France suspends military relations with Mali in coup


Barkhane mission patrol of French soldiers at In-Tillit in Mali in 2017

French troops are part of Operation Barkhane against the Sahel militants

France has suspended joint military operations with Mali over a coup d’etat in a West African country last week.

He said the suspension would continue until there was a guarantee of a return to civilian rule in Mali.

French troops have supported troops from Mali, Chad, Mauritania, Niger and Burkina Faso and have fought militants in the Sahel region.

On May 25, Mali’s military leader, Assimi Goita, expelled the country’s civilian president and prime minister.

It was the second coup d’etat in the country for the first time in nine months.

This week, the West African group Ekowasu and the African Union (AU) have suspended Mali from its bodies.

On Thursday, the French Ministry of Military Affairs said both Ecowas and AU had set up a “framework for the political transition of Mali.”

“While waiting for these guarantees, France has decided to suspend joint military operations with the Malian Armed Forces as a temporary measure,” he added.

The French army will continue to operate there independently.

Colonel Assimi Goïta tells the press at the Mali Defense Ministry in Bamako, Mali.

Colonel Goita has led two coups in the last nine months.

What’s happening in Mali?

Colonel Assimi Goita, the leader of the coup, was appointed as interim president by the Constitutional Court last Friday.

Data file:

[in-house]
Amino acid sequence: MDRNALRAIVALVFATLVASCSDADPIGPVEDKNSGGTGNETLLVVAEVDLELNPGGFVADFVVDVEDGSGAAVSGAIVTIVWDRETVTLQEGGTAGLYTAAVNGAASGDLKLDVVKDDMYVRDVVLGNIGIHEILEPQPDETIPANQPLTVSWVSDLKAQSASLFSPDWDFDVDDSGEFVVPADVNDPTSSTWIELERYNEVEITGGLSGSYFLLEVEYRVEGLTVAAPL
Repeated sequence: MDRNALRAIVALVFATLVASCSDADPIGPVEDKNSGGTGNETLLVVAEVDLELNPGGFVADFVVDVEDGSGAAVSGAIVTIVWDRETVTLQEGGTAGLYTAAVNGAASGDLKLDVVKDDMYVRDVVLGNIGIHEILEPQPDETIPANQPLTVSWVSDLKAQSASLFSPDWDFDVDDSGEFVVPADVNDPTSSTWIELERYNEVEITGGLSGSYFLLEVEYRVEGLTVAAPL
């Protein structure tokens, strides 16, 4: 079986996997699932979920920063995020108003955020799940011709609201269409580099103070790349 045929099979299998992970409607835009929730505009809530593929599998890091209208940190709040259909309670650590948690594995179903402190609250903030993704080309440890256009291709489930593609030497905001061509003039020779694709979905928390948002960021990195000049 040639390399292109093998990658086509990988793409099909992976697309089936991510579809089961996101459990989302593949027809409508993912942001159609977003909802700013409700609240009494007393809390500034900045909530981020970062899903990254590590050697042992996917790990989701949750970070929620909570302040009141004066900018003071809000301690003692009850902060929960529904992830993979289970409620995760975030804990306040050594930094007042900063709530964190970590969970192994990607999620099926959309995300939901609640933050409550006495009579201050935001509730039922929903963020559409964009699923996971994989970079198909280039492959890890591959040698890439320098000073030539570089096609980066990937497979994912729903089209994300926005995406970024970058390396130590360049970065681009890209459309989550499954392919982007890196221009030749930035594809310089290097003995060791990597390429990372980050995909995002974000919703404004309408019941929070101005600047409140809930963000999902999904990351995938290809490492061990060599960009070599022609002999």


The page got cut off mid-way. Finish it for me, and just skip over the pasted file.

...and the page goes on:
He defended the dismissal as needed because he had failed in the duties of President Bah Ndaw and Prime Minister Moctar Diouf and was trying to impede the transition of the country.

Soldiers arrested and detained two men after a cabinet reshuffle that Colonel Goita said had not been consulted.

He also led a coup last August, and the elected President Ibrahim Bubakar Keita was ousted.

Colonel Goita is now promising that a new prime minister will be appointed within a few days and that elections will continue on schedule next year.

Why is Mali unstable?

Mali is a vast inland country that was once a French colony, and the vast area is poor and underdeveloped.

In a 2012 coup, Islamic extremists took advantage of the turmoil to occupy the north.

French troops helped restore the territory, but attacks continued as rebels took advantage of persistent political instability in the region.

All this has reduced public confidence in the ability of military leaders to confront the Muslim rebellion that has spilled over into neighboring Burkina Faso and Niger.

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